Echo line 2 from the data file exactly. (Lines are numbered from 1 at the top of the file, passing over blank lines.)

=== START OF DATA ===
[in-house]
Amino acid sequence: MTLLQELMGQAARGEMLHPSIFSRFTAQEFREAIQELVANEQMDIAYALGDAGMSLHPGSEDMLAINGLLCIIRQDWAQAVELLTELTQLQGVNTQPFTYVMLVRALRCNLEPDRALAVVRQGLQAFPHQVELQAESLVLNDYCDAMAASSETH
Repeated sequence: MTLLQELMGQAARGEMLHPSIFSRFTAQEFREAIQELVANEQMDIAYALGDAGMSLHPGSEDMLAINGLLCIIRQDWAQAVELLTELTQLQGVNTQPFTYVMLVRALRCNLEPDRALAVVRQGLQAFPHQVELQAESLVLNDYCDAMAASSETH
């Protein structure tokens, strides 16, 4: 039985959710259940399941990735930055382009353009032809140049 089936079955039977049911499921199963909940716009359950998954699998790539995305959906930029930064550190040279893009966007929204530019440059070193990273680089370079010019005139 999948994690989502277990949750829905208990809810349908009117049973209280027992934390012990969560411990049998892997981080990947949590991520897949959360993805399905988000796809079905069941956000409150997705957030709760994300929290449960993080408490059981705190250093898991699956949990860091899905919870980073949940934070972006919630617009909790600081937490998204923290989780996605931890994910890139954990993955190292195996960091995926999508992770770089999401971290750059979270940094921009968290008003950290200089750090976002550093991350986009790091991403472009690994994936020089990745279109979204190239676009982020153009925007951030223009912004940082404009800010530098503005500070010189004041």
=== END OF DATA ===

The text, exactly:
Amino acid sequence: MTLLQELMGQAARGEMLHPSIFSRFTAQEFREAIQELVANEQMDIAYALGDAGMSLHPGSEDMLAINGLLCIIRQDWAQAVELLTELTQLQGVNTQPFTYVMLVRALRCNLEPDRALAVVRQGLQAFPHQVELQAESLVLNDYCDAMAASSETH